The Gordon Butte pumped storage design that we looked at in the previous post represents the current state of the art. Let’s continue into uncharted territory. Suppose we want pumped storage in a hot, arid climate, where evaporation losses from open reservoirs would be prohibitive. That means we need a waterproof cover—probably a floating plastic sheet, like a pool cover. (Tightly-packed floating balls are a possible alternative, but they tend to blow around the surface when it’s windy, and have other issues; I won’t consider them further.) Also, let’s assume that we want our reservoirs to be lined with an impervious membrane, so we can site them without worrying about seepage losses. We have now all but enclosed the water in a plastic bag, so let’s make that final step.
Large bags for liquid storage, called “bladder tanks”, “pillow tanks”, “onion tanks”, and so on (with variations in shape and design) are commercially available from many manufacturers. They’re made of flexible waterproof material reinforced with some sort of woven fiber. As seen here, these tanks are low in height relative to their length and width. This keeps internal pressures small and makes them self-supporting when placed on a flat surface.
As such a bag gets longer and wider at a constant height, the area of material needed for an array of bags approaches that needed for a pond liner and cover of the same volume. But there is no need for the reservoir to consist of only one bag. Instead, multiple bags can be interconnected with pipes to approximate the behavior of a continuous pond.
The humble word “bag” might not inspire confidence, with its connotations of flimsiness and disposability. What is a bag, in engineering terms?
A bag is a tensile structure. It doesn’t resist bending; it will readily assume any shape as long as its surface area stays the same at each point. And it isn’t damaged by bending: if you take a strip of sheet steel and fold it over onto itself, it will stay that way, permanently deformed; but a plastic bag will freely return to its original shape, unchanged. But it’s strong in tension, hard to stretch. When internally pressurized by a fluid (such as air or water), it will assume a minimal-energy shape that tends to equalize the tension within the bag material.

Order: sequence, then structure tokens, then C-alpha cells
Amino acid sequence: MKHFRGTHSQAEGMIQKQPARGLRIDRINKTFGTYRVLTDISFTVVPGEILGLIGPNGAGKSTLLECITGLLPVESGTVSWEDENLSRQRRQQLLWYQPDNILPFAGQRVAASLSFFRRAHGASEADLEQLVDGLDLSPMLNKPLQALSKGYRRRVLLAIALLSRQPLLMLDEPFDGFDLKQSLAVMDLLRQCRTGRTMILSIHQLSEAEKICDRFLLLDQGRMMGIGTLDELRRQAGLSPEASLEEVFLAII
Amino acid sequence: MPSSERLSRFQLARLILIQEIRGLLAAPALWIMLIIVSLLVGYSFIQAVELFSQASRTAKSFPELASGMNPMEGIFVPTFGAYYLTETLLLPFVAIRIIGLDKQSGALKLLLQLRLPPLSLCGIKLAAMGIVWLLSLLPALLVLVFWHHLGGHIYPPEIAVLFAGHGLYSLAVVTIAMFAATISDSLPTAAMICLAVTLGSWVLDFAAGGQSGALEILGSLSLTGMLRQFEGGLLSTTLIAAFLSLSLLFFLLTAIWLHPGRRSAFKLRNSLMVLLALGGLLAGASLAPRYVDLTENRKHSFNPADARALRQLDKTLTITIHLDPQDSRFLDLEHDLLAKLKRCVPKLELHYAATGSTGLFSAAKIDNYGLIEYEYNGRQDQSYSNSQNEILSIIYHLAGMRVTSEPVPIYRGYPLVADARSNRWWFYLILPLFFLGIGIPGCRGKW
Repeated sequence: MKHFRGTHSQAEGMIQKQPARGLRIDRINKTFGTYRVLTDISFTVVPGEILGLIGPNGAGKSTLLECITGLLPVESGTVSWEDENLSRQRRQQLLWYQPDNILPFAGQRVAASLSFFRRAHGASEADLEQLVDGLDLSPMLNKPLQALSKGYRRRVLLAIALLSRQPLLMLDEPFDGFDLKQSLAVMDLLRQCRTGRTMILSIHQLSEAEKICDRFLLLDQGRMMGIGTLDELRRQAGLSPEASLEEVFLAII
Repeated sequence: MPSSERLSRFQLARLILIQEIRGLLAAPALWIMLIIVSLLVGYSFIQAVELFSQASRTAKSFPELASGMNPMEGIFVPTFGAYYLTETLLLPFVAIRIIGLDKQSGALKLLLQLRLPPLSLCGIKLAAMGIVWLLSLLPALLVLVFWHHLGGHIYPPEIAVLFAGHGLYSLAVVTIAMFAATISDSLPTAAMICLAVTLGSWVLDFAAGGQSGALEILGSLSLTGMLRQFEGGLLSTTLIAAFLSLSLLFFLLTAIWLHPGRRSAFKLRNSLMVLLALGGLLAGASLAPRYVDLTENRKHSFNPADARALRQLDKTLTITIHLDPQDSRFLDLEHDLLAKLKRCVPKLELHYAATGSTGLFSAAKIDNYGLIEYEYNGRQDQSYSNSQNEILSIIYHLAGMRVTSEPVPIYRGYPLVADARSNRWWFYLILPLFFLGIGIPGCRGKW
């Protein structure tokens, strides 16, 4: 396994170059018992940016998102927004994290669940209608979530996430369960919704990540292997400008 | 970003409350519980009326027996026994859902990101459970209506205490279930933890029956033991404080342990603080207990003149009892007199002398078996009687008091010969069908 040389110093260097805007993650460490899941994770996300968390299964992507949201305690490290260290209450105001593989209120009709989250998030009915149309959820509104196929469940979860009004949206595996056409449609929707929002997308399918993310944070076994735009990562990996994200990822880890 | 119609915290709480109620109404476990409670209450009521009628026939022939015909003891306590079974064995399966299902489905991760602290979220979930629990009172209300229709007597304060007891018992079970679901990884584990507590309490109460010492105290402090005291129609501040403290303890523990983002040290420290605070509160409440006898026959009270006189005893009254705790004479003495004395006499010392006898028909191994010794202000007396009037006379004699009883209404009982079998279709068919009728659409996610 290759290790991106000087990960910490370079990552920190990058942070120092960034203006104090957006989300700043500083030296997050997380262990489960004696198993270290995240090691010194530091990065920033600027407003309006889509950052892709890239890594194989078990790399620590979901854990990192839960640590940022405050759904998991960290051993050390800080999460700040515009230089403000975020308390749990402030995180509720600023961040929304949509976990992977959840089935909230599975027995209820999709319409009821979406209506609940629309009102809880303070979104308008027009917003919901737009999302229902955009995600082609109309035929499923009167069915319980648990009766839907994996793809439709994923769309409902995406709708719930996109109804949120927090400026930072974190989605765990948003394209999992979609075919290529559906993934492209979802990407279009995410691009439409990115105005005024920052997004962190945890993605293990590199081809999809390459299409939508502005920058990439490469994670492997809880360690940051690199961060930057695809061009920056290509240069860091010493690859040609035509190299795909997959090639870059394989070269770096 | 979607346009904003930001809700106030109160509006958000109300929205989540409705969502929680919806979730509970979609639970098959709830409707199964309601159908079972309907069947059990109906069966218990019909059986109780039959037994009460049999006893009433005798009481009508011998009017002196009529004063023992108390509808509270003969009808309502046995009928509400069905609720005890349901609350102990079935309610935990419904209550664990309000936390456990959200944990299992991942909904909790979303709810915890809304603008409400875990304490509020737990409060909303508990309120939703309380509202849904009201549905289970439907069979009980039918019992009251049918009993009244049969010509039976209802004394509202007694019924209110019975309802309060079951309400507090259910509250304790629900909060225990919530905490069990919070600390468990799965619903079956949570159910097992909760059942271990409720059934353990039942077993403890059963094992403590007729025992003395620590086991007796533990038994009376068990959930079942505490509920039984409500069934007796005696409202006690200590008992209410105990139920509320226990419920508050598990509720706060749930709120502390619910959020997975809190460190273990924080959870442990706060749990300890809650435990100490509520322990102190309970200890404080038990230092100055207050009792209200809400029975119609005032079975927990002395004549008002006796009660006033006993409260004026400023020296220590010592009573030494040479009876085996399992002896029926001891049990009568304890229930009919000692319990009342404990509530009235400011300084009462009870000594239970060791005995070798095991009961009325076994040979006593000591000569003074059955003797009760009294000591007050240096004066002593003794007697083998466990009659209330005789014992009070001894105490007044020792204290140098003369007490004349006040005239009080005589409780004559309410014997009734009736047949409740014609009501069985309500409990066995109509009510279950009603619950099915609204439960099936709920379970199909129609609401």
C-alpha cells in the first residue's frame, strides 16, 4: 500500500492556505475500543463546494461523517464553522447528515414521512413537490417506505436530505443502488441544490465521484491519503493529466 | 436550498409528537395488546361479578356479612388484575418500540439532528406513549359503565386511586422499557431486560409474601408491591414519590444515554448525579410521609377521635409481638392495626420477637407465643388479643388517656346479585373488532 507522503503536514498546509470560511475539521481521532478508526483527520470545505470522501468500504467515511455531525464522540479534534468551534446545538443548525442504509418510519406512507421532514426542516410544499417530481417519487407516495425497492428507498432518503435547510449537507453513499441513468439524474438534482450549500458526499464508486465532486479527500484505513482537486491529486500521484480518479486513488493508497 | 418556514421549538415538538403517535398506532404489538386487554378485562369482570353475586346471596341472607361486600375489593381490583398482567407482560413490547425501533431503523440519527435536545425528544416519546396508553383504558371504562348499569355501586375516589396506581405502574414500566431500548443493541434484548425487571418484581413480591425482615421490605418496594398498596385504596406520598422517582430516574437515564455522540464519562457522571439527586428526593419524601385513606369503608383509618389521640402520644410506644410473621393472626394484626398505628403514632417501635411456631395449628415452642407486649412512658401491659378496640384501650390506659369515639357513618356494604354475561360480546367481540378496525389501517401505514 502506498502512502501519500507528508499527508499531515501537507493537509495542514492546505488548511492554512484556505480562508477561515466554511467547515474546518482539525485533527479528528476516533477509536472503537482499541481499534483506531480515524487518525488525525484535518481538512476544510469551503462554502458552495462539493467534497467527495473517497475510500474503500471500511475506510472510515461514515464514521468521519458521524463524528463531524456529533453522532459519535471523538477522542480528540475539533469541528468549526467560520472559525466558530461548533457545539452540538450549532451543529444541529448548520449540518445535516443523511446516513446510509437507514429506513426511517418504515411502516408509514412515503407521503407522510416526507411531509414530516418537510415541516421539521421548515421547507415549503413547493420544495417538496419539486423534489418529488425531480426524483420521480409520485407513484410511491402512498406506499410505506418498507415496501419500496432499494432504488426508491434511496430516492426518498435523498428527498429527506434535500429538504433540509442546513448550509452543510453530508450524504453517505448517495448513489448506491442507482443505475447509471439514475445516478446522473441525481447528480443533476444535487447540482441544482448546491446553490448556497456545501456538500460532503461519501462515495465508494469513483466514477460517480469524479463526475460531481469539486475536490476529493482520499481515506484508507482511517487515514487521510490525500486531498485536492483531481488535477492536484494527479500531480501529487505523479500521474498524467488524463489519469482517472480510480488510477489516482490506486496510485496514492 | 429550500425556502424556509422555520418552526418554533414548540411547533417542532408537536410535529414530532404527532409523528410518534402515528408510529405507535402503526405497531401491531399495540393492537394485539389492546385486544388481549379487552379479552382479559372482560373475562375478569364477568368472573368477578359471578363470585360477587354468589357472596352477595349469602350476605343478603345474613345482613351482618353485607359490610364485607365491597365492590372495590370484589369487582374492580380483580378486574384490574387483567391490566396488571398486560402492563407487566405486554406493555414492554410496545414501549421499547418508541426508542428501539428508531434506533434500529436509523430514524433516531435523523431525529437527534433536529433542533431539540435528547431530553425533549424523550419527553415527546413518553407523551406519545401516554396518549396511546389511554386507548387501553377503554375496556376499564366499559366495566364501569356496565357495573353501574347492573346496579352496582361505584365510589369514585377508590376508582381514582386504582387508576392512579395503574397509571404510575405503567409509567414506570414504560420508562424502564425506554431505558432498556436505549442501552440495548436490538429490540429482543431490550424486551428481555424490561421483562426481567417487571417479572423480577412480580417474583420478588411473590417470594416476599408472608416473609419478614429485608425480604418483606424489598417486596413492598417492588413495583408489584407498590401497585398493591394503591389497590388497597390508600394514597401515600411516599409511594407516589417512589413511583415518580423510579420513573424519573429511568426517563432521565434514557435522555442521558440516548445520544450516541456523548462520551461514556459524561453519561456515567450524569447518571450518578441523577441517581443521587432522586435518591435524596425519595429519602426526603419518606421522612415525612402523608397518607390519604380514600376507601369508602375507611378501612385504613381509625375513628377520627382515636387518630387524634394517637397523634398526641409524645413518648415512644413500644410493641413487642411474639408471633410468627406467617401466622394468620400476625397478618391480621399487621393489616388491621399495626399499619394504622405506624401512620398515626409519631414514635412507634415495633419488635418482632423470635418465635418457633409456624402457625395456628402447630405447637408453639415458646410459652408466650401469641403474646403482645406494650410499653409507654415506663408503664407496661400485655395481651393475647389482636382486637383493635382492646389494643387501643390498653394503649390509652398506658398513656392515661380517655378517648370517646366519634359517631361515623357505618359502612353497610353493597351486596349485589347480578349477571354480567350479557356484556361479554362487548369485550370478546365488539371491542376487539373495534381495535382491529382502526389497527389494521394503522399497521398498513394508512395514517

We can use these characteristics to our advantage in several ways. First, a bag like the one in the photo above can immobilize a large amount of water, and resist its pressure, relying only on the tensile strength of the bag material. So the amount of water that bag is restraining, relative to the amount of manufactured material comprising the bag, is enormous. And that is exactly the metric we need to maximize in any gravity-based energy storage system: control the largest possible amount of (free or cheap) heavy matter using the smallest amount of (expensive) manufactured material.
We also benefit from the fact that a flexible tank like the one above will conform to minor variations in the surface it’s sitting on, letting the terrain do much of the work of holding the water up. And a bag can collapse when drained—we don’t need to let air in as the water drains, and the bag doesn’t need to hold itself up when empty.
None of that would matter if we didn’t have suitable materials to make bags, but thanks to modern polymer chemistry and manufacturing, we do. This topic will be explored later, but for now, an anecdote about Neoprene (invented by DuPont in 1930), from the website of boatmaker Jack’s Plastic Welding: “Neoprene is renowned for its ability to last. When I was a guide in the Grand Canyon in 1979, outfitters were still using neoprene and canvas (cotton base fabric) tubes. This material predated the invention of nylon (before 1941). The reason they failed was because the canvas would rot inside of the neoprene, and they would lose their ability to hold air pressure. The coating was still OK.” 1
Grand Canyon rafts carry multi-ton payloads, and are dragged over rocks and exposed to intense sun, water, and temperature extremes. If a piece of material made before 1941 could endure that for nearly 40 years and still be “OK,” that suggests that the requirements for EPS can be met by one of the thousands of reinforced sheet materials that have been developed after Neoprene, or maybe even by Neoprene itself.